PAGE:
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Publisher

The Association of Digital Forensics, Security and Law (ADFSL)

Abstract

This paper describes a case study in which a method for forensic analysis of control was applied to resolve probative technical issues in a legal action. It describes one instance in which the analysis was successfully applied without challenge, addresses the details of most of the different facets of the analysis method, and demonstrates how such analysis provides a systematic approach to using technical methods to address legal issues as a case study.

References

[1] USC 18, PI, Ch47, § 1030, Fraud and related activity in connection with computers. http://www.law.cornell.edu/uscode/18/1030.html [Whoever (5) (A) knowingly causes the transmission of a program, information, code, or command, and as a result of such conduct, intentionally causes damage without authorization, to a protected computer; (B) intentionally accesses a protected computer without authorization, and as a result of such conduct, recklessly causes damage; or (C) intentionally accesses a protected computer without authorization, and as a result of such conduct, causes damage and loss.]

[2] CA Penal Code Section 502, Unauthorized Access To Computers, Computer Systems and Computer Data [any person who commits any of the following acts is guilty of a public offense:(1) Knowingly accesses and without permission alters, damages, deletes, destroys, or otherwise uses any data, computer, computer system, or computer network in order to either (A) devise or execute any scheme or artifice to defraud, deceive, or extort, or (B) wrongfully control or obtain money, property, or data. (2) Knowingly accesses and without permission takes, copies, or makes use of any data from a computer, computer system, or computer network, or takes or copies any supporting documentation, whether existing or residing internal or external to a computer, computer system, or computer network. (3) Knowingly and without permission uses or causes to be used computer services. (4) Knowingly accesses and without permission adds, alters, damages, deletes, or destroys any data, computer software, or computer programs which reside or exist internal or external to a computer, computer system, or computer network. (5) Knowingly and without permission disrupts or causes the disruption of computer services or denies or causes the denial of computer services to an authorized user of a computer, computer system, or computer network. (7) Knowingly and without permission accesses or causes to be accessed any computer, computer system, or computer network. (8) Knowingly introduces any computer contaminant into any computer, computer system, or computer network.]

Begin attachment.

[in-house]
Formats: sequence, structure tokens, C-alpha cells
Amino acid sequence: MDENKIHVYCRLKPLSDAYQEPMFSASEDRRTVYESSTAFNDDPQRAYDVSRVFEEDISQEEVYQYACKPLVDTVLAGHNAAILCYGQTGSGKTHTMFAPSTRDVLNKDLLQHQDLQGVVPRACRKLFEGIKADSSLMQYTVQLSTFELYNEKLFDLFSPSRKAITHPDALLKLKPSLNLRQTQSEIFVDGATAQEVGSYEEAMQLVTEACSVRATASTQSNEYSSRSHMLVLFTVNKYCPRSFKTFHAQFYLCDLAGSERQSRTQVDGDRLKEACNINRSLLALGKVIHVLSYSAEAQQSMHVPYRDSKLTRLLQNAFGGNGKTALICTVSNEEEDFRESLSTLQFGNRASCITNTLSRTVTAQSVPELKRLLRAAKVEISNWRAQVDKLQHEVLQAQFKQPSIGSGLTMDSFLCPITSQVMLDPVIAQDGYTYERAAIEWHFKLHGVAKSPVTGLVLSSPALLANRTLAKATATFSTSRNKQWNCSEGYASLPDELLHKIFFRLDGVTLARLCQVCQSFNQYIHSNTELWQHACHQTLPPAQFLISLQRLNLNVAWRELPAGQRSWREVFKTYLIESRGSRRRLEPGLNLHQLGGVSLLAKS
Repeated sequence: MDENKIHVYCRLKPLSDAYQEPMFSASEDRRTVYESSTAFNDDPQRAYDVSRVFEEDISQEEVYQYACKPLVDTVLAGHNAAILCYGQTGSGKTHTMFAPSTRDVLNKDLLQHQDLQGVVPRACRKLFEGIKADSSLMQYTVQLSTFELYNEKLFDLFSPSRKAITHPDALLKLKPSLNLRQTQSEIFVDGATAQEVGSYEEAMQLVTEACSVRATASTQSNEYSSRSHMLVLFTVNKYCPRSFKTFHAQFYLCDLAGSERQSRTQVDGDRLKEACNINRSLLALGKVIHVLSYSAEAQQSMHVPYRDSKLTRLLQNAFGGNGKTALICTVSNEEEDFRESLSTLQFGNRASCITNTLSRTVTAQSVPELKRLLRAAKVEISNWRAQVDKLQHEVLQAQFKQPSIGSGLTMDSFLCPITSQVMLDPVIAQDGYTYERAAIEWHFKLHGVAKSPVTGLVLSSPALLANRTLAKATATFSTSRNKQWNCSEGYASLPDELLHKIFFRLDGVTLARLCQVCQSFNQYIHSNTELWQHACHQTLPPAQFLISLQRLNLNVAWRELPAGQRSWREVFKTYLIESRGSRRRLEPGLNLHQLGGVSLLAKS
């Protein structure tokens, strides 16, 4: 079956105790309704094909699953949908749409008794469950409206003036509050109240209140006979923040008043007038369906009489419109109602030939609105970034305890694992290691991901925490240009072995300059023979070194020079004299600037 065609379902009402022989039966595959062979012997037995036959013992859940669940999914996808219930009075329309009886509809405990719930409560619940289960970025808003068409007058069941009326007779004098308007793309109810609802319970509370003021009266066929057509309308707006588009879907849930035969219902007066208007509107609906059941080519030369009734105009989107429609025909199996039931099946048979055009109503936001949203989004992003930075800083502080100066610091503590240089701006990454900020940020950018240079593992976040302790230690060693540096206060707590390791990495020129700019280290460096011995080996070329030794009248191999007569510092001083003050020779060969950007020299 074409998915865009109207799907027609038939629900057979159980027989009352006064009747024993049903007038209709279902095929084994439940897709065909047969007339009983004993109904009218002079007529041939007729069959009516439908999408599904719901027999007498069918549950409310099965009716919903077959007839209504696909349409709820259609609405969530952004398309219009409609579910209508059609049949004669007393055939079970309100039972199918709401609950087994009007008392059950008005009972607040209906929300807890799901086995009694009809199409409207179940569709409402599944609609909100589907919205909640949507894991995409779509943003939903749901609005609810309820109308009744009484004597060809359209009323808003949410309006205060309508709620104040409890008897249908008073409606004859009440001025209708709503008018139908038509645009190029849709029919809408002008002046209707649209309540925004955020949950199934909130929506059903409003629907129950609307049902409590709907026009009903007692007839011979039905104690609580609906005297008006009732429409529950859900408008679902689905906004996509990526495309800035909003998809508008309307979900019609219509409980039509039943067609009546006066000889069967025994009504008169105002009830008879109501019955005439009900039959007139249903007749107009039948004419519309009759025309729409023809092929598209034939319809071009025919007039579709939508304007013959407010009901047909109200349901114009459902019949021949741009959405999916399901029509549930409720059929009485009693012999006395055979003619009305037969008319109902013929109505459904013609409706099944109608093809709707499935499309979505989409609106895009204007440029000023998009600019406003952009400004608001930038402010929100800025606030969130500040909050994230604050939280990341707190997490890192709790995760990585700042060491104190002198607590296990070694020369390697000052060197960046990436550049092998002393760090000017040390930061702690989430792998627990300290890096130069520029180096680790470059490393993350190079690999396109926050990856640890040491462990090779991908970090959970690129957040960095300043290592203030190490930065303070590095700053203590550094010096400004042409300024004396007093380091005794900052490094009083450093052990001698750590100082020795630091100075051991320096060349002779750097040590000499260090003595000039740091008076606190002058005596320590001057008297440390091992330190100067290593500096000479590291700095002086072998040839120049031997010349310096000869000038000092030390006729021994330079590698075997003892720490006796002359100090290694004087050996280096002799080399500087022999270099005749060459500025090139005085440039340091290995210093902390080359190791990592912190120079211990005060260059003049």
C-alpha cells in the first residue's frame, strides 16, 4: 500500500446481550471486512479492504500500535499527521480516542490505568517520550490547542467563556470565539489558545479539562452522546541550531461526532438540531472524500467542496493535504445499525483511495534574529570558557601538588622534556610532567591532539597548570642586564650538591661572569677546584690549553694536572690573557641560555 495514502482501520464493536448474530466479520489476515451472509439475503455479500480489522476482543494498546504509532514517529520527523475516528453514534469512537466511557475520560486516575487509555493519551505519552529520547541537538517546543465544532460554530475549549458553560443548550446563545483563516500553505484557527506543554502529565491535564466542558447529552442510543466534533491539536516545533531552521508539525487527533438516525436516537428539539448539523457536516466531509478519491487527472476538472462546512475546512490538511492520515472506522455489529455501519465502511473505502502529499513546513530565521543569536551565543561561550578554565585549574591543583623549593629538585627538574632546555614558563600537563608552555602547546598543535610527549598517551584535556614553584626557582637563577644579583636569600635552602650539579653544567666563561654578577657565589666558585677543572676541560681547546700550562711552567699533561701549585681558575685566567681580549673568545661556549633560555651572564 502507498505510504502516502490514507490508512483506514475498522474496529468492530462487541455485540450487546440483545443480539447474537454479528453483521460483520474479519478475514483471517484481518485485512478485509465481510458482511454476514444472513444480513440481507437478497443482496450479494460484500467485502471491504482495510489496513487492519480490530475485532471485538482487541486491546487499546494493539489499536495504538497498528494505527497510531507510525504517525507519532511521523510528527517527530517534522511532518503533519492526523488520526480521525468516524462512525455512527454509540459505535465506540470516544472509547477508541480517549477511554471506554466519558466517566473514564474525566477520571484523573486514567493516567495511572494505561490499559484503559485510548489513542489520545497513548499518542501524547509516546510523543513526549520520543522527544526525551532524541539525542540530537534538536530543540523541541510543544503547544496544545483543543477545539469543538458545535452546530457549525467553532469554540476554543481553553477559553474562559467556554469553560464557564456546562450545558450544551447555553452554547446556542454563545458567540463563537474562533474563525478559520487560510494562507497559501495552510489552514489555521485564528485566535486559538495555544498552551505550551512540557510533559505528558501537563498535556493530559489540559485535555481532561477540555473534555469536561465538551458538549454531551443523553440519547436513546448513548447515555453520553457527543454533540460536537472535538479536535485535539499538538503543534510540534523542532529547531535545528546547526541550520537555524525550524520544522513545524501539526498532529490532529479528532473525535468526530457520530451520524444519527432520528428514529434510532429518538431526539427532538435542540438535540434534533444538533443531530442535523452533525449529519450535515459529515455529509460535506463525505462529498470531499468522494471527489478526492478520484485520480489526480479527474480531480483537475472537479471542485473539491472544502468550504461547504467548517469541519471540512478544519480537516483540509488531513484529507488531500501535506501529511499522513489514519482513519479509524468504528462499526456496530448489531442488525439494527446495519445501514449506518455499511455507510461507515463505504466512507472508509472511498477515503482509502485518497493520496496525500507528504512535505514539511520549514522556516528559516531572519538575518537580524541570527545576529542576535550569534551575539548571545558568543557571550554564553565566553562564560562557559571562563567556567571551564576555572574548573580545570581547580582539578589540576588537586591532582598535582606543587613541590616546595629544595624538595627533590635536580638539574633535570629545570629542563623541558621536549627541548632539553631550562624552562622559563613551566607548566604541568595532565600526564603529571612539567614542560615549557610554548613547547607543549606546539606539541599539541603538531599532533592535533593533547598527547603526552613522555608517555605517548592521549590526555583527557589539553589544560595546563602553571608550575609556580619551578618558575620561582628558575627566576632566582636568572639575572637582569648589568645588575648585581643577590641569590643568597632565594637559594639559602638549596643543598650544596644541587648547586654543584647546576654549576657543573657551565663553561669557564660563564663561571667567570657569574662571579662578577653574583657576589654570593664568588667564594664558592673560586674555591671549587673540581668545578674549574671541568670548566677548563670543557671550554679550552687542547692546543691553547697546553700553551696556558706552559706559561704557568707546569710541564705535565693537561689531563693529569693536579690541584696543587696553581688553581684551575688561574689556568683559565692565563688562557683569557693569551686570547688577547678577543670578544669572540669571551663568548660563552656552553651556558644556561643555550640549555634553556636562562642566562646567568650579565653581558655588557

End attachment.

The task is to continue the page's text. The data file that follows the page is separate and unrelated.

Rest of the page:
[3] F. Cohen, "A Method for Forensic Analysis of Control”, IFIP TC-11 Computers and Security, V29, #8, (2010) pp 891-902.

[4] RFC 821

[5] P. Mockapetris, “Domain Names – Implementation and Specification”, RFC 1035 available at ftp://ftp.rfc-editor.org/in-notes/rfc1035.txt defines Internet standard 13, November, 1987.

[6] RFC 2821

[7] F. Cohen, "Digital Forensic Evidence Examination - 2nd Edition", ASP Press, 2010

[8] Case BC375173, William Silverstein v. Liquid Minds, LLC, et. al.

[9] Turing, “On Computable Numbers, with an Application to the Entscheidungsproblem”, London Math Soc. Ser 2. Vol 42,Nov 12,1936,230-265.

[10] Intel Corporaiton, Plaintiff and Respondent, v. Kourosh Kenneth Hamidi, Defendant and Appellant. No. S103781. Supreme Court of California.

[11] F. Cohen, “A Note on Distributed Coordinated Attack”, IFIP-TC11, `Computers and Security', V15, #2, 1996, pp. 103-121(19).

[12] P. Gladyschev, “Formalising Event Reconstruction in Digital Investigations”, Dissertation, University College, Dublin, 2004-0-8.

[13] B. Carrier, “A Hypothesis-Based Approach to Digital Forensic Investigations”, Dissertation, Purdue University, 2006-05, also available as CERIAS Tech Report 2006-06.

[14] F. Cohen, "Two models of digital forensic examination", IEEE SADFE, 2009-05-21, Oakland, CA

[15] F. Cohen, "Digital Forensic Evidence Examination - 3re Edition", ASP Press, 2011, Chapter 3 available online at “http://infophys.com”

[16] F. Cohen, J. Lowrie, and C. Preston, “The State of the Science of Digital Evidence Examination“, IFIP Advances in Digital Forensics VII, pending publication, Springer, 2011.

DOI

https://doi.org/10.15394/jdfsl.2011.1087

 

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